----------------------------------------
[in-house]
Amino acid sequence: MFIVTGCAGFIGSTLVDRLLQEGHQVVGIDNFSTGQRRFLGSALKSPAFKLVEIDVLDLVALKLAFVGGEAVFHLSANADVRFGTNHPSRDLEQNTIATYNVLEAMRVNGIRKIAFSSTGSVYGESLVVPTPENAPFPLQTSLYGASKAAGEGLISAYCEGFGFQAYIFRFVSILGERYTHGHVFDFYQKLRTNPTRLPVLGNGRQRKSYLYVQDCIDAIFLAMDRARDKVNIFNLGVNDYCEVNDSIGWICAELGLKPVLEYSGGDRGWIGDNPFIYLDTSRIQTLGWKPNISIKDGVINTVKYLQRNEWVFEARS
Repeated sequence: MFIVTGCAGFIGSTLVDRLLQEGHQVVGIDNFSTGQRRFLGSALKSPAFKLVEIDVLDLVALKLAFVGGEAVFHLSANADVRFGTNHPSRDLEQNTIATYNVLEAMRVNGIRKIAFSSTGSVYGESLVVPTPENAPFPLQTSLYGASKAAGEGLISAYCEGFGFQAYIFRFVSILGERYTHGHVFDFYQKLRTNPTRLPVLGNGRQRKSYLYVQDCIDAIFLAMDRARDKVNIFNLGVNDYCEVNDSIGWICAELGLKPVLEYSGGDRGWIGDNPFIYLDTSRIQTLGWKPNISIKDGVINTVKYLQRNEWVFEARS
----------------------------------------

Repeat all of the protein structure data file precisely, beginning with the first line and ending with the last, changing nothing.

[in-house]
Amino acid sequence: MFIVTGCAGFIGSTLVDRLLQEGHQVVGIDNFSTGQRRFLGSALKSPAFKLVEIDVLDLVALKLAFVGGEAVFHLSANADVRFGTNHPSRDLEQNTIATYNVLEAMRVNGIRKIAFSSTGSVYGESLVVPTPENAPFPLQTSLYGASKAAGEGLISAYCEGFGFQAYIFRFVSILGERYTHGHVFDFYQKLRTNPTRLPVLGNGRQRKSYLYVQDCIDAIFLAMDRARDKVNIFNLGVNDYCEVNDSIGWICAELGLKPVLEYSGGDRGWIGDNPFIYLDTSRIQTLGWKPNISIKDGVINTVKYLQRNEWVFEARS
Repeated sequence: MFIVTGCAGFIGSTLVDRLLQEGHQVVGIDNFSTGQRRFLGSALKSPAFKLVEIDVLDLVALKLAFVGGEAVFHLSANADVRFGTNHPSRDLEQNTIATYNVLEAMRVNGIRKIAFSSTGSVYGESLVVPTPENAPFPLQTSLYGASKAAGEGLISAYCEGFGFQAYIFRFVSILGERYTHGHVFDFYQKLRTNPTRLPVLGNGRQRKSYLYVQDCIDAIFLAMDRARDKVNIFNLGVNDYCEVNDSIGWICAELGLKPVLEYSGGDRGWIGDNPFIYLDTSRIQTLGWKPNISIKDGVINTVKYLQRNEWVFEARS